Saltwater Public Comments
The following topics are either tentatively slated to be brought before the Commission in the near future or items FWC staff plan to begin working on.
This is not an all-encompassing list and topics may be moved to a later date or not discussed at all.
Visit the Commission meeting agenda page to see what FWC staff will be presenting to the Commission at an upcoming meeting.
Future Commission Meeting Topics
FWC’s management of goliath grouper recognizes fish’s role in the ecosystem and allows stakeholder access to goliath while also promoting continued population rebuilding. Currently, access is provided to anglers through catch-and-release fishing, sightseeing opportunities for recreational divers, and dive ecotourism. The Commission is considering also allowing a limited harvest of goliath grouper in state waters.
Comment on this item below using the commenting form.
The spot and Atlantic croaker fisheries are managed cooperatively in state waters of the U.S. Atlantic coast by 15 states, including Florida, through the Atlantic States Marine Fisheries Commission. This includes management measures by individual states when data indicate conservation measures are warranted. At the August Commission meeting, staff will propose rules that would apply in Atlantic state waters (Florida-Georgia border through Miami-Dade County) and establish the following conservation measures:
- Recreational bag limits of 50 fish per person for each species
- Commercial vessel limits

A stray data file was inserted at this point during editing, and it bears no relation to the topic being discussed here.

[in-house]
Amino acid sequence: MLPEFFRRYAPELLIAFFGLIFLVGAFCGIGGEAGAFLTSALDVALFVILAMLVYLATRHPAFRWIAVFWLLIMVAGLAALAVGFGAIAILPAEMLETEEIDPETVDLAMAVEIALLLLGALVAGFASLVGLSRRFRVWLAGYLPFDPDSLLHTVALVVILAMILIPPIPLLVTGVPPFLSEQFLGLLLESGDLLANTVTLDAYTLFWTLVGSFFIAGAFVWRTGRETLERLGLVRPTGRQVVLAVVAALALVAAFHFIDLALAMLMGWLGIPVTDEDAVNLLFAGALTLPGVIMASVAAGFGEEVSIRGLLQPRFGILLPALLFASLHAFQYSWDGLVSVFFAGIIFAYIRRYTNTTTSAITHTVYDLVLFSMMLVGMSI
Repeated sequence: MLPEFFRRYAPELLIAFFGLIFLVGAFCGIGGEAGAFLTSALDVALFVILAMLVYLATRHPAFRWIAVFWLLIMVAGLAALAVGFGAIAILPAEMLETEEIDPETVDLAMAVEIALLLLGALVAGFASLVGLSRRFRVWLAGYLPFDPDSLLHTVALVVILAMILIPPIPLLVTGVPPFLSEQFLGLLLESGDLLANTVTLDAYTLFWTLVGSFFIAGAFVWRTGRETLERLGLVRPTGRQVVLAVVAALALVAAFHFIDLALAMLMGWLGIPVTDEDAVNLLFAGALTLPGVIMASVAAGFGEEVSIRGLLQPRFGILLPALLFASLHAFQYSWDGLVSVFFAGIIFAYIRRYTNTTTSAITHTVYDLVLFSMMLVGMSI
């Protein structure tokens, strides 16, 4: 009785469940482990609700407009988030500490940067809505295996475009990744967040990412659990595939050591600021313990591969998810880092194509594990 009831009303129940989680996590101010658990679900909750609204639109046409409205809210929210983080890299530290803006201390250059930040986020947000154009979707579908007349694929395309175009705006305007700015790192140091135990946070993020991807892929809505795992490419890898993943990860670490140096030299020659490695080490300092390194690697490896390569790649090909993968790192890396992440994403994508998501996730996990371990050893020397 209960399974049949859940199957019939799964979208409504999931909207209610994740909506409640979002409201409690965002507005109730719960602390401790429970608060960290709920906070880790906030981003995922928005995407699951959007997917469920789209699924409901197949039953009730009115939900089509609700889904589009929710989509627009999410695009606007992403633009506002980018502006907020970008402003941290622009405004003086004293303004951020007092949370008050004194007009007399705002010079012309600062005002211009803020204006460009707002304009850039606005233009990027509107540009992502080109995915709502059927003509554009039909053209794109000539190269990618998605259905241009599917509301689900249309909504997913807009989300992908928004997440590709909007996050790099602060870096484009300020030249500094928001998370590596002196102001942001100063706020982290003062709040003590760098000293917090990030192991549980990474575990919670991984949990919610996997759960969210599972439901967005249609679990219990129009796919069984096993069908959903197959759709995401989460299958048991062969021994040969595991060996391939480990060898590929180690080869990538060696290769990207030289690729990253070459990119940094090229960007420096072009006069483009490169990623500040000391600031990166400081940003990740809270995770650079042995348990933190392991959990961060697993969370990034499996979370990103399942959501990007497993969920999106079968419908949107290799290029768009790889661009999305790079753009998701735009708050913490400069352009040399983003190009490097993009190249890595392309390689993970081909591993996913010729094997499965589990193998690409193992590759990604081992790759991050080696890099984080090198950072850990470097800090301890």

- Spot: 2,200 pounds
- Atlantic croaker: 1,200 pounds
Staff have heard concerns in recent years about the status of dolphinfish in Florida, particularly from south Florida and the Florida Keys, and is gathering feedback on this fishery throughout Florida waters in the Atlantic and Gulf of Mexico. Staff is seeking feedback on potential management measures to address these concerns including reduced bag limits and vessel limits for dolphinfish in Florida state waters. Comment on this topic below.
The FWC will be reviewing several trap fisheries in the upcoming year including spiny lobster, blue crab, pinfish/baitfish, trap retrieval, recreational trap fisheries, and traps used for shellfish aquaculture leases.
Blue Crab Trap Bycatch Reduction Devices (BRDs)
Diamondback terrapins are considered a Species of Greatest Concern in Florida. They live in brackish coastal ecosystems, commonly inhabiting salt marsh and mangrove habitats. Because diamondback terrapins and blue crabs share similar habitat and diets, terrapins can be incidentally caught in blue crab traps. Staff is working on a holistic management approach for terrapins to address potential threats to this species, including regulation changes, outreach and education, and habitat restoration.
At its December meeting, the Commission approved draft proposals to prohibit the take and possession of diamondback terrapins and require the use of bycatch reduction devices (BRDs) in blue crab traps. They also directed staff to continue looking into the draft proposals before the Commission considers approval of final rules, including further exploring the potential impacts requiring BRDs may have on the blue crab industry.
Staff is continuing to gather public input on BRDs and potential impacts to the blue crab industry before returning to a future FWC Commission meeting for a final hearing.
The FWC is hosting a day-long public discussion about redfish research and management in Florida Aug. 24 in Ocala.
Registration opens July 26, and space will be limited.